Or they block it, show their sympathies, and expose their attempts at co-opting the populist fervor to be phony.
There is no better time than now.
Bill Scher, A Constitutional Amendment for Public Campaign Financing: Now Is the Time, Huffington Post, 1-21-10

5. The USA is not a Christian nation.

Consider How Christian were the Founders, NY Times, 2-14-10. Its author, Russell Shorto offers the gullible reader only partial truth, and that is swaddled in a heavily embroidered cloth of pleasantry. Mr. Shorto studiously avoids exploring the oft-stated, well-documented, and clearly NON-CHRISTIAN personal views of the principle founders.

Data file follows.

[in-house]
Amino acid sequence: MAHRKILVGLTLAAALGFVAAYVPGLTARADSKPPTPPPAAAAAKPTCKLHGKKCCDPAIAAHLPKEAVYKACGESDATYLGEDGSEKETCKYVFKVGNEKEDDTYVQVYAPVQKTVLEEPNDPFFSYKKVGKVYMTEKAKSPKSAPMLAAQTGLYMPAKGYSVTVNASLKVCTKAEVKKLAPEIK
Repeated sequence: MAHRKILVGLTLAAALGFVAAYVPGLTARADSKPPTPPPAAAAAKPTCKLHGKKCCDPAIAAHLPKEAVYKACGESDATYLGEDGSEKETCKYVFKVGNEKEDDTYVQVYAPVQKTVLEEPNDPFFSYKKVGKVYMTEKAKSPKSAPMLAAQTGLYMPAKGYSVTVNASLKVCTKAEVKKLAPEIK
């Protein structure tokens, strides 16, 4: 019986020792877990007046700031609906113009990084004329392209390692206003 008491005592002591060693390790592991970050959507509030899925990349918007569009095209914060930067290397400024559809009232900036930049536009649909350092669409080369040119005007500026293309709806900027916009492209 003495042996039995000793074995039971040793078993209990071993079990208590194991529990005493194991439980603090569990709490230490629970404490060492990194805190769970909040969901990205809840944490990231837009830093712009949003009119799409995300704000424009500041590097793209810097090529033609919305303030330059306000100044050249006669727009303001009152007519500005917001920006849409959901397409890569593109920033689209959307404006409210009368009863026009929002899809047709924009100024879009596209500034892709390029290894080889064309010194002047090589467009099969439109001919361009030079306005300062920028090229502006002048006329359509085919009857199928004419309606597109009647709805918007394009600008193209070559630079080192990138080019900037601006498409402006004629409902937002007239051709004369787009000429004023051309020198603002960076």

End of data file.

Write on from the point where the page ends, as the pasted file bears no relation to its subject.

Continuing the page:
Back in 2003, when a Neo-Confederate Judge in Alabama wanted to place a monument to the Ten Commandments on public property, Thom Hartmann wrote a powerful piece (no, not published in the NY Times, published in the Blogosphere) that intrepidly goes everywhere Mr. Shorto was too timid to go.

Here are two brief excerpts with a link to Thom's full text:

[Ben Franklin] - like most of the more well-known Founders - was a Deist, a philosophy made popular by early Unitarians who held that the Creator made the universe long ago and has since chosen not to interfere in any way, that neither Jesus nor anybody else was divine (or, alternatively, that we are all divine and shall all do as Jesus did and said we would), and that there is only one God and not three.
Another founding Deist who resisted giving political power to those with religious power was George Washington.